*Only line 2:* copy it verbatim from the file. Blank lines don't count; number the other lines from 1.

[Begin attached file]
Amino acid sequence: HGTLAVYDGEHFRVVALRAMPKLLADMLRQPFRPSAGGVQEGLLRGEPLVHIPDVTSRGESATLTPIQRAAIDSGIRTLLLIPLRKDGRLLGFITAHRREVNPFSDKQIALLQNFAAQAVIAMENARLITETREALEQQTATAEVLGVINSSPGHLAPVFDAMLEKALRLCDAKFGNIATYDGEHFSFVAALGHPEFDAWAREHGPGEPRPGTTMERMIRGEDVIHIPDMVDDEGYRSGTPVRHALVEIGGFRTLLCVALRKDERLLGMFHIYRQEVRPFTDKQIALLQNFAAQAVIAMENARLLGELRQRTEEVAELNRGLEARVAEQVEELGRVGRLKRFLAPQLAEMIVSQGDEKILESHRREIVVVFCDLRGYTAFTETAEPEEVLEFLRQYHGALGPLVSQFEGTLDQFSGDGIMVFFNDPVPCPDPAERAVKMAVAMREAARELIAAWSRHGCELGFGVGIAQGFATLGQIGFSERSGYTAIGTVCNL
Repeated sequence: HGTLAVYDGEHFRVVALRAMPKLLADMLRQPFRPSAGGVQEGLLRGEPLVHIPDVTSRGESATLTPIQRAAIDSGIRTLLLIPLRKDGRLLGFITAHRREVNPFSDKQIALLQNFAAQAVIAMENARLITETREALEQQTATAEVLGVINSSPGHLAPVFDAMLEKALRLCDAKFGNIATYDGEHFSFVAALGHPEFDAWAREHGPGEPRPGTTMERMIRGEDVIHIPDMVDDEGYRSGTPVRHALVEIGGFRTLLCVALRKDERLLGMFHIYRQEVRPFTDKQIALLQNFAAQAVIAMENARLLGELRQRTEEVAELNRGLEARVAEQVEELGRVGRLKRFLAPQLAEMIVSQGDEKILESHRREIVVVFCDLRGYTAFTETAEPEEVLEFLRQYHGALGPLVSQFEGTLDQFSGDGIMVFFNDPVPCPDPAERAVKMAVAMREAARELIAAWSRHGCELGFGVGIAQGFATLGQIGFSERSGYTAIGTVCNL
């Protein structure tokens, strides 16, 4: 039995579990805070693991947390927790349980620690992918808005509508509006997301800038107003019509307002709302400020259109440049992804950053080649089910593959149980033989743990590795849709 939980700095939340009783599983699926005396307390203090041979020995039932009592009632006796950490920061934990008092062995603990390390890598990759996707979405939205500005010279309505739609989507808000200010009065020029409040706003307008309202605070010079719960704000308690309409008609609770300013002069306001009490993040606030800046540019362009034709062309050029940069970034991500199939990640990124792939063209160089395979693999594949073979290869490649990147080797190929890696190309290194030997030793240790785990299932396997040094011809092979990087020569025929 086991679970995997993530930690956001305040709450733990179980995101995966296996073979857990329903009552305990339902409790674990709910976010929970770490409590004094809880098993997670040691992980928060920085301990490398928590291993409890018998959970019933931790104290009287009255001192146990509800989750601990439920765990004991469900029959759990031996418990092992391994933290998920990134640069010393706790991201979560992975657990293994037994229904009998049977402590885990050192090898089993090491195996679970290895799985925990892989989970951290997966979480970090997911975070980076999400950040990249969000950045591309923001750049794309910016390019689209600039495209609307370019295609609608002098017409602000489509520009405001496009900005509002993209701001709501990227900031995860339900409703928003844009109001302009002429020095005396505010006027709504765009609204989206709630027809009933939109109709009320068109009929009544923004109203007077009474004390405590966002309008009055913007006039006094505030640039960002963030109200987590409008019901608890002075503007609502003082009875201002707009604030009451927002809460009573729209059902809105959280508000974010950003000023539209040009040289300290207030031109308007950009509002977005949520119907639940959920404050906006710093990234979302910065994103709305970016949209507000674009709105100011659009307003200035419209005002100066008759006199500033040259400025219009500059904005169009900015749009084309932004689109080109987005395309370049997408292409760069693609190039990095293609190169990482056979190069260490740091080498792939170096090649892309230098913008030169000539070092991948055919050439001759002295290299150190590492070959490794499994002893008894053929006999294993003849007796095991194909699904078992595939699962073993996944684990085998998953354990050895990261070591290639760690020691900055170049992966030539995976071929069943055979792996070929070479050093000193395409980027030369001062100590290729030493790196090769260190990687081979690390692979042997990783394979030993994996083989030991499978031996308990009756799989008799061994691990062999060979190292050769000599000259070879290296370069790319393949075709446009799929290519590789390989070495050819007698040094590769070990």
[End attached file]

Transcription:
Repeated sequence: HGTLAVYDGEHFRVVALRAMPKLLADMLRQPFRPSAGGVQEGLLRGEPLVHIPDVTSRGESATLTPIQRAAIDSGIRTLLLIPLRKDGRLLGFITAHRREVNPFSDKQIALLQNFAAQAVIAMENARLITETREALEQQTATAEVLGVINSSPGHLAPVFDAMLEKALRLCDAKFGNIATYDGEHFSFVAALGHPEFDAWAREHGPGEPRPGTTMERMIRGEDVIHIPDMVDDEGYRSGTPVRHALVEIGGFRTLLCVALRKDERLLGMFHIYRQEVRPFTDKQIALLQNFAAQAVIAMENARLLGELRQRTEEVAELNRGLEARVAEQVEELGRVGRLKRFLAPQLAEMIVSQGDEKILESHRREIVVVFCDLRGYTAFTETAEPEEVLEFLRQYHGALGPLVSQFEGTLDQFSGDGIMVFFNDPVPCPDPAERAVKMAVAMREAARELIAAWSRHGCELGFGVGIAQGFATLGQIGFSERSGYTAIGTVCNL